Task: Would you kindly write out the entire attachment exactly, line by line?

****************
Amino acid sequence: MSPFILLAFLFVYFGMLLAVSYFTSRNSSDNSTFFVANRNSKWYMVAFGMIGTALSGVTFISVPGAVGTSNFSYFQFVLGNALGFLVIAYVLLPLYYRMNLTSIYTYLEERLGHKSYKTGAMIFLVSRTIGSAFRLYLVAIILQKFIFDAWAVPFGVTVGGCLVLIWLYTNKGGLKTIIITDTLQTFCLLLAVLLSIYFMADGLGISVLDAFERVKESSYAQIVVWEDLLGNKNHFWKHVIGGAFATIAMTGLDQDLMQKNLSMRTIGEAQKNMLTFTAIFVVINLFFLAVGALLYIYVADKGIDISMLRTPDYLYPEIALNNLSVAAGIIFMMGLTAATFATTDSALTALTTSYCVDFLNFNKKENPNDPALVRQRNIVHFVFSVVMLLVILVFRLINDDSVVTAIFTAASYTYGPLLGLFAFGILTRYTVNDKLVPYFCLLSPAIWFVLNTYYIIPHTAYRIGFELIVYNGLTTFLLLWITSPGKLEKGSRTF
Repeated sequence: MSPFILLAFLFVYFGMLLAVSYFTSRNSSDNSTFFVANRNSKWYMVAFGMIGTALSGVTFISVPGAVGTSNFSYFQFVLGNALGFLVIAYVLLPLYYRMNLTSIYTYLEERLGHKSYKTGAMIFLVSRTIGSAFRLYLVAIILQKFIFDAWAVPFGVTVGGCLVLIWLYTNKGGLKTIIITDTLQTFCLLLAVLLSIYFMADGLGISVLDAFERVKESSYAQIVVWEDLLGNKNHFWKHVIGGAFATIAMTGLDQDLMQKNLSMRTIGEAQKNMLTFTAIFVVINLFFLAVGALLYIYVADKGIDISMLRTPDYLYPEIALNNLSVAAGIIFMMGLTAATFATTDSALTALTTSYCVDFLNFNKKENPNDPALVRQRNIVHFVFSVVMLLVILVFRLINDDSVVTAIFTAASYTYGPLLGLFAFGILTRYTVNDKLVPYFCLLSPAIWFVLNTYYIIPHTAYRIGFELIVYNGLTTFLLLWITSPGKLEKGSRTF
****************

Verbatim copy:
Amino acid sequence: MSPFILLAFLFVYFGMLLAVSYFTSRNSSDNSTFFVANRNSKWYMVAFGMIGTALSGVTFISVPGAVGTSNFSYFQFVLGNALGFLVIAYVLLPLYYRMNLTSIYTYLEERLGHKSYKTGAMIFLVSRTIGSAFRLYLVAIILQKFIFDAWAVPFGVTVGGCLVLIWLYTNKGGLKTIIITDTLQTFCLLLAVLLSIYFMADGLGISVLDAFERVKESSYAQIVVWEDLLGNKNHFWKHVIGGAFATIAMTGLDQDLMQKNLSMRTIGEAQKNMLTFTAIFVVINLFFLAVGALLYIYVADKGIDISMLRTPDYLYPEIALNNLSVAAGIIFMMGLTAATFATTDSALTALTTSYCVDFLNFNKKENPNDPALVRQRNIVHFVFSVVMLLVILVFRLINDDSVVTAIFTAASYTYGPLLGLFAFGILTRYTVNDKLVPYFCLLSPAIWFVLNTYYIIPHTAYRIGFELIVYNGLTTFLLLWITSPGKLEKGSRTF
Repeated sequence: MSPFILLAFLFVYFGMLLAVSYFTSRNSSDNSTFFVANRNSKWYMVAFGMIGTALSGVTFISVPGAVGTSNFSYFQFVLGNALGFLVIAYVLLPLYYRMNLTSIYTYLEERLGHKSYKTGAMIFLVSRTIGSAFRLYLVAIILQKFIFDAWAVPFGVTVGGCLVLIWLYTNKGGLKTIIITDTLQTFCLLLAVLLSIYFMADGLGISVLDAFERVKESSYAQIVVWEDLLGNKNHFWKHVIGGAFATIAMTGLDQDLMQKNLSMRTIGEAQKNMLTFTAIFVVINLFFLAVGALLYIYVADKGIDISMLRTPDYLYPEIALNNLSVAAGIIFMMGLTAATFATTDSALTALTTSYCVDFLNFNKKENPNDPALVRQRNIVHFVFSVVMLLVILVFRLINDDSVVTAIFTAASYTYGPLLGLFAFGILTRYTVNDKLVPYFCLLSPAIWFVLNTYYIIPHTAYRIGFELIVYNGLTTFLLLWITSPGKLEKGSRTF